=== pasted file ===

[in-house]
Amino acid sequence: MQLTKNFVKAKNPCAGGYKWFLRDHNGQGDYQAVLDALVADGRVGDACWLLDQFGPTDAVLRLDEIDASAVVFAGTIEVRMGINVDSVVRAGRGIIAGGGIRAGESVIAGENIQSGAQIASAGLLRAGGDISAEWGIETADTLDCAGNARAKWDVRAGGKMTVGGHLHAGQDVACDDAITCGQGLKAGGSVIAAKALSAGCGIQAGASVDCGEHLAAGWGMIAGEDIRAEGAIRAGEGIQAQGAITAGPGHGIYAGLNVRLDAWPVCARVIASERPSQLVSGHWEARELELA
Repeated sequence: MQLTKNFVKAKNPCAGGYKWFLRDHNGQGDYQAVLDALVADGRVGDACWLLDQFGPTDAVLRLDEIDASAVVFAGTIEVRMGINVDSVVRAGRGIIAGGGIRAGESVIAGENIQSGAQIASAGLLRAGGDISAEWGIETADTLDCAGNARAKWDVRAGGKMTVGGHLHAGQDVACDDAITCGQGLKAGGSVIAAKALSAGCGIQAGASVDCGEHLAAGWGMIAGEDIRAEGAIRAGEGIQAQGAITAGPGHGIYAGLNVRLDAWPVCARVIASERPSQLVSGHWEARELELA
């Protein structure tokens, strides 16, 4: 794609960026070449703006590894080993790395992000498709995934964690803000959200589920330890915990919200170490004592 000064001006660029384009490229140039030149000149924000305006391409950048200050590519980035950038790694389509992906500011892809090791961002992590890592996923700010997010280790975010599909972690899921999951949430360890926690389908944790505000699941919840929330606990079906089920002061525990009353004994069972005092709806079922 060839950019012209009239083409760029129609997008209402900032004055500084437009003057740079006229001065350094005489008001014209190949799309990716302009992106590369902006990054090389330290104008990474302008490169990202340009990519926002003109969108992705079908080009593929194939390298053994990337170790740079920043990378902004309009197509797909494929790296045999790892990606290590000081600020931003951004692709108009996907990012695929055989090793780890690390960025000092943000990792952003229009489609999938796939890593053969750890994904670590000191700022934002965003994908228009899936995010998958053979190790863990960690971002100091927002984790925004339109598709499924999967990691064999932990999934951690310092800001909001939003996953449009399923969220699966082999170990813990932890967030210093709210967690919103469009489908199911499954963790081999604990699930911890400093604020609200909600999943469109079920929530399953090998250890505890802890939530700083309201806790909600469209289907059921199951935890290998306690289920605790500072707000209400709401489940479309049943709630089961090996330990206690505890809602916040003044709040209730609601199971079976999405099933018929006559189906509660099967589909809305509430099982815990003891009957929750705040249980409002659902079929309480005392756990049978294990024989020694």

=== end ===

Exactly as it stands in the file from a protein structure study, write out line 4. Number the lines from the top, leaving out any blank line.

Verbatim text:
């Protein structure tokens, strides 16, 4: 794609960026070449703006590894080993790395992000498709995934964690803000959200589920330890915990919200170490004592 000064001006660029384009490229140039030149000149924000305006391409950048200050590519980035950038790694389509992906500011892809090791961002992590890592996923700010997010280790975010599909972690899921999951949430360890926690389908944790505000699941919840929330606990079906089920002061525990009353004994069972005092709806079922 060839950019012209009239083409760029129609997008209402900032004055500084437009003057740079006229001065350094005489008001014209190949799309990716302009992106590369902006990054090389330290104008990474302008490169990202340009990519926002003109969108992705079908080009593929194939390298053994990337170790740079920043990378902004309009197509797909494929790296045999790892990606290590000081600020931003951004692709108009996907990012695929055989090793780890690390960025000092943000990792952003229009489609999938796939890593053969750890994904670590000191700022934002965003994908228009899936995010998958053979190790863990960690971002100091927002984790925004339109598709499924999967990691064999932990999934951690310092800001909001939003996953449009399923969220699966082999170990813990932890967030210093709210967690919103469009489908199911499954963790081999604990699930911890400093604020609200909600999943469109079920929530399953090998250890505890802890939530700083309201806790909600469209289907059921199951935890290998306690289920605790500072707000209400709401489940479309049943709630089961090996330990206690505890809602916040003044709040209730609601199971079976999405099933018929006559189906509660099967589909809305509430099982815990003891009957929750705040249980409002659902079929309480005392756990049978294990024989020694």